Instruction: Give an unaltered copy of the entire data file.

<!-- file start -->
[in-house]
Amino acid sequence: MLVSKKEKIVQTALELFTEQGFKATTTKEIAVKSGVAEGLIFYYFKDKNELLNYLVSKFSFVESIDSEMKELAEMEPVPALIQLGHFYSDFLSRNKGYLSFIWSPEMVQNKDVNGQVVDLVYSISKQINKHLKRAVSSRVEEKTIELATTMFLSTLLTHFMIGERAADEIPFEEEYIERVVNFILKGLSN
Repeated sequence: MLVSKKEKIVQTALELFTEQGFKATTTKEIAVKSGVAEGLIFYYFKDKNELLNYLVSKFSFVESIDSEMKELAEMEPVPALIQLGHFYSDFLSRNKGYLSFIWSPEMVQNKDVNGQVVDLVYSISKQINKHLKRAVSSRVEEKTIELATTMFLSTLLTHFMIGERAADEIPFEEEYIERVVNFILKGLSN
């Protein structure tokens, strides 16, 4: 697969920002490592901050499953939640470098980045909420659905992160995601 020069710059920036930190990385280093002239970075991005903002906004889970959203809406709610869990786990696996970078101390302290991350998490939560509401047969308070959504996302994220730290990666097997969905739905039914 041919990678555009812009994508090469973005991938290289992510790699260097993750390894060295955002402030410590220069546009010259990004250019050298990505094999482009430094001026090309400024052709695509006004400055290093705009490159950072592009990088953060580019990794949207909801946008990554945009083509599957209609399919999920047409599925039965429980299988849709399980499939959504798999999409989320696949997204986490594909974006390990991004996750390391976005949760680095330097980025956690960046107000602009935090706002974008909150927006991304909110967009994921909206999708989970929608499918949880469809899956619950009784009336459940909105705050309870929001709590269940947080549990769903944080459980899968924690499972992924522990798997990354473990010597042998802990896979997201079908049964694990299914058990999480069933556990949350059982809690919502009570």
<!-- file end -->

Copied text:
[in-house]
Amino acid sequence: MLVSKKEKIVQTALELFTEQGFKATTTKEIAVKSGVAEGLIFYYFKDKNELLNYLVSKFSFVESIDSEMKELAEMEPVPALIQLGHFYSDFLSRNKGYLSFIWSPEMVQNKDVNGQVVDLVYSISKQINKHLKRAVSSRVEEKTIELATTMFLSTLLTHFMIGERAADEIPFEEEYIERVVNFILKGLSN
Repeated sequence: MLVSKKEKIVQTALELFTEQGFKATTTKEIAVKSGVAEGLIFYYFKDKNELLNYLVSKFSFVESIDSEMKELAEMEPVPALIQLGHFYSDFLSRNKGYLSFIWSPEMVQNKDVNGQVVDLVYSISKQINKHLKRAVSSRVEEKTIELATTMFLSTLLTHFMIGERAADEIPFEEEYIERVVNFILKGLSN
């Protein structure tokens, strides 16, 4: 697969920002490592901050499953939640470098980045909420659905992160995601 020069710059920036930190990385280093002239970075991005903002906004889970959203809406709610869990786990696996970078101390302290991350998490939560509401047969308070959504996302994220730290990666097997969905739905039914 041919990678555009812009994508090469973005991938290289992510790699260097993750390894060295955002402030410590220069546009010259990004250019050298990505094999482009430094001026090309400024052709695509006004400055290093705009490159950072592009990088953060580019990794949207909801946008990554945009083509599957209609399919999920047409599925039965429980299988849709399980499939959504798999999409989320696949997204986490594909974006390990991004996750390391976005949760680095330097980025956690960046107000602009935090706002974008909150927006991304909110967009994921909206999708989970929608499918949880469809899956619950009784009336459940909105705050309870929001709590269940947080549990769903944080459980899968924690499972992924522990798997990354473990010597042998802990896979997201079908049964694990299914058990999480069933556990949350059982809690919502009570």